What is temperature?

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I’ve been thinking about this all night and feel as if I should know this. What is cold, is it the lack of heat or an actual different thing? In other words, are hot and cold real tangible space occupying things and how so?

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5 Answers

Anonymous 0 Comments

You can think of heat as a kind of energy that is contained in molecules and atoms that basically represents their microscopic movement. If they have more heat energy, they vibrate faster. If they have less, they don’t vibrate and move around so much, but they’re never really *not* moving.

So cold is not really a thing per se. There are just things that are less hot.

There’s a lot more to say here so if you have other questions ask away.

Anonymous 0 Comments

Temperature is energy! But what does that mean? Basically, all the particles we’re made up of can become energized, meaning they move around more. We experience this as heat, and, yes, cold is the lack of heat, or just atoms not moving around very much.

Anonymous 0 Comments

I am going to slightly contradict a few of the other comments.

Heat is the energy stored within a material. This is usually in the form of microscopic vibrations and motion. Rub your hands together and the warmth you will feel is some of the motion of your hand being transfered to the molecules your hands are made up of.

Temperature how well a material is holding on to this heat. If two material come into contact, heat will by it self flow from hot to cold.

How hot or cold something actually depend on how much heat is transfered, so it also depend on the thermal conductivity. Much like you will feel alot colder sleeping without a blanket.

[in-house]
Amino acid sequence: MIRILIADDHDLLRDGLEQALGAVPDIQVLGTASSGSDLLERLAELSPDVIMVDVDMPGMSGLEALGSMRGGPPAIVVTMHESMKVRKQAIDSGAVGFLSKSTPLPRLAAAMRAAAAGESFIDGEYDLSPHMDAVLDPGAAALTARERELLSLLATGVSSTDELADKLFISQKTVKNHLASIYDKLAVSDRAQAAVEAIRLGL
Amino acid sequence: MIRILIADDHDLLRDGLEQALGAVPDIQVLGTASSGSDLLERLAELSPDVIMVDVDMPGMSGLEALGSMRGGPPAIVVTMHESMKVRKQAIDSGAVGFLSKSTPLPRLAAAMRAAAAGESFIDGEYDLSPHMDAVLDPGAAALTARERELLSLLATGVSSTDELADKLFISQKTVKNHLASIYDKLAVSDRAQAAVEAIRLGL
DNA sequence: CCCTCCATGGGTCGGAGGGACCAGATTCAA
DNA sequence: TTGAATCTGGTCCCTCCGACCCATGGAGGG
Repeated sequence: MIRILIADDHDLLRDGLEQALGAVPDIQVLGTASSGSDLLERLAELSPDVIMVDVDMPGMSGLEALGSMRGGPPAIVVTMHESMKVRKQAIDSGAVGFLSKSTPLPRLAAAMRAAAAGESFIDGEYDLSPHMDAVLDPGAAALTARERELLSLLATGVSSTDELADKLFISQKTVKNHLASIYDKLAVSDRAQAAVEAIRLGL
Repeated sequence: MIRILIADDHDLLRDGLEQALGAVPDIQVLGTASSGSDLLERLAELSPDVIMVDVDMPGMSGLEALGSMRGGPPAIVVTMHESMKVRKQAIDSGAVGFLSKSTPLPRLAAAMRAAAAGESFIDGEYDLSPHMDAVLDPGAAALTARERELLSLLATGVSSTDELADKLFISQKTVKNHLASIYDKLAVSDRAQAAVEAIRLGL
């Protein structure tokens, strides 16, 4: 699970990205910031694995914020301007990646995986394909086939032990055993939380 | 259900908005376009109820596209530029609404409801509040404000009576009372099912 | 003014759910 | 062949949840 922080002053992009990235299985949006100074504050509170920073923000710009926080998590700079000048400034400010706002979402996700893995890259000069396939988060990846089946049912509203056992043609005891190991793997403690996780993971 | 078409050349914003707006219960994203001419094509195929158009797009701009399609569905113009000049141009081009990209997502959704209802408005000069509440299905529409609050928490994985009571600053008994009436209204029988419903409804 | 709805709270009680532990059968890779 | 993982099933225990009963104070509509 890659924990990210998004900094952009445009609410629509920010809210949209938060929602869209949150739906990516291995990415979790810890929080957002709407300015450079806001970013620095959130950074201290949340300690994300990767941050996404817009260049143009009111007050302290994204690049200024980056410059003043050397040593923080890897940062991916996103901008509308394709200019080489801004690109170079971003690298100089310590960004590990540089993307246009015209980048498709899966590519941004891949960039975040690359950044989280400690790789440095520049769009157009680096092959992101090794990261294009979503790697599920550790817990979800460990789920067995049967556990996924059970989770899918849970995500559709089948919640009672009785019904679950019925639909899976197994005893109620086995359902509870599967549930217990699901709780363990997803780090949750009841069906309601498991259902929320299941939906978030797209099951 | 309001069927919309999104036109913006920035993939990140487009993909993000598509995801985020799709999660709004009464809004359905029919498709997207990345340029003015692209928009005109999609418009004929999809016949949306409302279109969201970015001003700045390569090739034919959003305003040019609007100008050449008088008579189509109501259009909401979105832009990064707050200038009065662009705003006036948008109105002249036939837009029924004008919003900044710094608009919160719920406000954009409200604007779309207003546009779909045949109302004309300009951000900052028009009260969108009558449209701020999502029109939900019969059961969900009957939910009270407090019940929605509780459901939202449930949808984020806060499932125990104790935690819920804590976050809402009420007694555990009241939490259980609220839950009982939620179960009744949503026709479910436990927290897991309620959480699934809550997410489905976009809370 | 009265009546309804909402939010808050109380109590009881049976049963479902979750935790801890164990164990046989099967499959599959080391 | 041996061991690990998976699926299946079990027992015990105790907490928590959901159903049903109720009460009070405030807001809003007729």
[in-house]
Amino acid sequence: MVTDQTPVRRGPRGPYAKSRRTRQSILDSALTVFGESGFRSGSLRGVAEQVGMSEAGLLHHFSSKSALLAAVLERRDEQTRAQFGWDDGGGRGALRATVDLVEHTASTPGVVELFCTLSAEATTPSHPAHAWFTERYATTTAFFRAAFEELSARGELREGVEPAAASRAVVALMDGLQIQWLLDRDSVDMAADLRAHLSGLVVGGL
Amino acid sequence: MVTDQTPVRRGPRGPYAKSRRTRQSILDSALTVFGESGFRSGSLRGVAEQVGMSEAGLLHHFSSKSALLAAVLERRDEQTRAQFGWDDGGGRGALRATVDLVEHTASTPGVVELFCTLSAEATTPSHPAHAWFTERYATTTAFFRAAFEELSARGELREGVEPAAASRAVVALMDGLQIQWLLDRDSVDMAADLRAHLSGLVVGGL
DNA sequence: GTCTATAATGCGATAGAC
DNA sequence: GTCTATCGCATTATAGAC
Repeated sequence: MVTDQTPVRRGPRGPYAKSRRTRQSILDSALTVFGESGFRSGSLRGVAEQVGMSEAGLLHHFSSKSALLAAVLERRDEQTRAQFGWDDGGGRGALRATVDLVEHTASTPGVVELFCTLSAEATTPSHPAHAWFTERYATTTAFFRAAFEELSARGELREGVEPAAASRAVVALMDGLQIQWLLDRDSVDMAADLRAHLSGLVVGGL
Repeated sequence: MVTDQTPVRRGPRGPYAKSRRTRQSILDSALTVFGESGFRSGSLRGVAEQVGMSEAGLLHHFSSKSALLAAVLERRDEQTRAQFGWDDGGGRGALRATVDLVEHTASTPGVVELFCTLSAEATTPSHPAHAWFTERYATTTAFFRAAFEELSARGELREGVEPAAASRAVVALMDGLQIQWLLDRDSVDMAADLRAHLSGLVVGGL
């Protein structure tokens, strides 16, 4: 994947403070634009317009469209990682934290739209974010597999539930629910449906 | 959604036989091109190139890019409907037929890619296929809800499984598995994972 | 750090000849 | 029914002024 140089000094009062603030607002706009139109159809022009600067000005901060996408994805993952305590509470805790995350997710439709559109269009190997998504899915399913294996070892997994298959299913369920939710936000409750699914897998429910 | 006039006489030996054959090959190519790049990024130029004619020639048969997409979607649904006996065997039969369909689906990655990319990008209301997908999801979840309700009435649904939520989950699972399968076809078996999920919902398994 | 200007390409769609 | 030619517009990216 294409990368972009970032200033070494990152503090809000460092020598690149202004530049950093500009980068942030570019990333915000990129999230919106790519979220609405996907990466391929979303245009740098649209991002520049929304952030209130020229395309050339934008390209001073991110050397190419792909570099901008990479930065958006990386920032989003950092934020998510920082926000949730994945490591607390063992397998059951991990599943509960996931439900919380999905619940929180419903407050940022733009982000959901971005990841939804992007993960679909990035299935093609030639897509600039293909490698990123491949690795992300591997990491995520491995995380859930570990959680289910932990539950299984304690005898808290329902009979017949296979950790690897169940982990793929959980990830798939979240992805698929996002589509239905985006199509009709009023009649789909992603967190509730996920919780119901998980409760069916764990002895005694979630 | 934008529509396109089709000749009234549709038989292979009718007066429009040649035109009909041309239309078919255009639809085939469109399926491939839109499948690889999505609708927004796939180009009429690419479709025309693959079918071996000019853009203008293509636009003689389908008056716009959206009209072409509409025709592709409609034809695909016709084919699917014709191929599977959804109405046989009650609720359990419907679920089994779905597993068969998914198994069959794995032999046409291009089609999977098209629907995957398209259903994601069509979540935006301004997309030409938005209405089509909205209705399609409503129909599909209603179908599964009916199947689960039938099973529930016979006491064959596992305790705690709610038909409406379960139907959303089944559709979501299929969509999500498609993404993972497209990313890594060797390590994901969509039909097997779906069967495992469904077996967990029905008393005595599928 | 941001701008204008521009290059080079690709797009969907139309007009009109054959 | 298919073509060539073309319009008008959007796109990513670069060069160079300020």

This is also why a sunbaked slide can hurt. It actually does not have that much heat energy, as metals are easy to heat up, however it has a higher temperature than skin, so when you tuch it, heat will flow into your hand. The third factor is that is cunducts heat easily, so the heat will flow quickly, burning your hand.

Anonymous 0 Comments

Temperature more or less corresponds to how much the atoms of something are moving in relation to each other. The faster they’re moving amongst themselves the hotter the object is.

So no, temperature isn’t specifically its own tangible object, only a difference in energy level.

Anonymous 0 Comments

Think of gas in a container, but not as some sort of continuous substance, but as it really is, a bunch of molecules moving every which way, colliding off of each other all the time, etc. If you take average kinetic energy of a molecule, then that is basically what temperature is.

The same is true for solids, particles may be confined from moving about, but they can still vibrate in their place in the substance so they still have kinetic energy.

Coldness is simply lack of heat, less motion, less kinetic energy, means less temperature.

That’s also why there is absolute zero, you can’t have negative kinetic energy, absolute standstill is the slowest you can go. Due to quantum uncertainty principle, even that is not actually achievable.